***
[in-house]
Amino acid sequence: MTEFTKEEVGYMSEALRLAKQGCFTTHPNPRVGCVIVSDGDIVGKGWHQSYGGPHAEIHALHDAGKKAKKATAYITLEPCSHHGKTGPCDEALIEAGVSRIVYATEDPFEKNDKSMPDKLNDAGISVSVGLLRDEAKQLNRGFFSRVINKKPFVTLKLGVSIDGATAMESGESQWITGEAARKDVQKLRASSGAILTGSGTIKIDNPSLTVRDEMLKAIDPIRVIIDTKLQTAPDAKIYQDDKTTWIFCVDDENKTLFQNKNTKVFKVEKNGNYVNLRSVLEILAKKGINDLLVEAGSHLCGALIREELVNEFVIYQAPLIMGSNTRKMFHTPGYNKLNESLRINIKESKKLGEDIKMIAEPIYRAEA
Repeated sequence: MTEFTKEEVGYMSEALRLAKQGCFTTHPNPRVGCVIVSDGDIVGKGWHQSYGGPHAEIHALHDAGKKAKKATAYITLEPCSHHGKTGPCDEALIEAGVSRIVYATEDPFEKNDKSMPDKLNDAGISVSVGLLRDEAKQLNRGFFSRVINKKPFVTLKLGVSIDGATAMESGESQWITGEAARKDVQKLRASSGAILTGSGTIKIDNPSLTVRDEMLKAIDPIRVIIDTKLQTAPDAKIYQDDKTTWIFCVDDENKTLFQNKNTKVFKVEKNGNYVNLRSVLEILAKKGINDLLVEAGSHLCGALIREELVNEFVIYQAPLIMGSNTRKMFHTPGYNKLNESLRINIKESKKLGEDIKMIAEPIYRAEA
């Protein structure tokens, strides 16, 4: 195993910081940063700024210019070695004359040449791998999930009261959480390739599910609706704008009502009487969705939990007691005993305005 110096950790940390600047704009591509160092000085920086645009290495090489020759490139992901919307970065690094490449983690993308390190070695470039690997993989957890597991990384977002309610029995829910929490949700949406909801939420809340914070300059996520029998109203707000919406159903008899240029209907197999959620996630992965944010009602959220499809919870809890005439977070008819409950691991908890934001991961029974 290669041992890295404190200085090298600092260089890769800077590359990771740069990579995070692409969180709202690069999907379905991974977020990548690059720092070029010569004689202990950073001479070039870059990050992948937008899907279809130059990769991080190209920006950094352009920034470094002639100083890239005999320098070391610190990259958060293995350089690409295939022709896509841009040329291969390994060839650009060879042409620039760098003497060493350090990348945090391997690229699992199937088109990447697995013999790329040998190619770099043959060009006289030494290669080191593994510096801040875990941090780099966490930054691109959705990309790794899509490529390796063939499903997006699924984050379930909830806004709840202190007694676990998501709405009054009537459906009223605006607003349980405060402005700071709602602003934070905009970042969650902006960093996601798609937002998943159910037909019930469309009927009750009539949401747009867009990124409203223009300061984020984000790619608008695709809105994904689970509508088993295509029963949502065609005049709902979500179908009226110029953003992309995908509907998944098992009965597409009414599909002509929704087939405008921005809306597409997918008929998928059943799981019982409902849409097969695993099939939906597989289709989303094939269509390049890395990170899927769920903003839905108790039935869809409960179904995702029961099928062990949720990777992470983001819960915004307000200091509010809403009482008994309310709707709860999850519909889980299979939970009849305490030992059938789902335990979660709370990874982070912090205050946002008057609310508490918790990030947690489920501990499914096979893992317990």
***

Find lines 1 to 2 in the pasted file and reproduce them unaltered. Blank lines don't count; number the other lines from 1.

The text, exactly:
[in-house]
Amino acid sequence: MTEFTKEEVGYMSEALRLAKQGCFTTHPNPRVGCVIVSDGDIVGKGWHQSYGGPHAEIHALHDAGKKAKKATAYITLEPCSHHGKTGPCDEALIEAGVSRIVYATEDPFEKNDKSMPDKLNDAGISVSVGLLRDEAKQLNRGFFSRVINKKPFVTLKLGVSIDGATAMESGESQWITGEAARKDVQKLRASSGAILTGSGTIKIDNPSLTVRDEMLKAIDPIRVIIDTKLQTAPDAKIYQDDKTTWIFCVDDENKTLFQNKNTKVFKVEKNGNYVNLRSVLEILAKKGINDLLVEAGSHLCGALIREELVNEFVIYQAPLIMGSNTRKMFHTPGYNKLNESLRINIKESKKLGEDIKMIAEPIYRAEA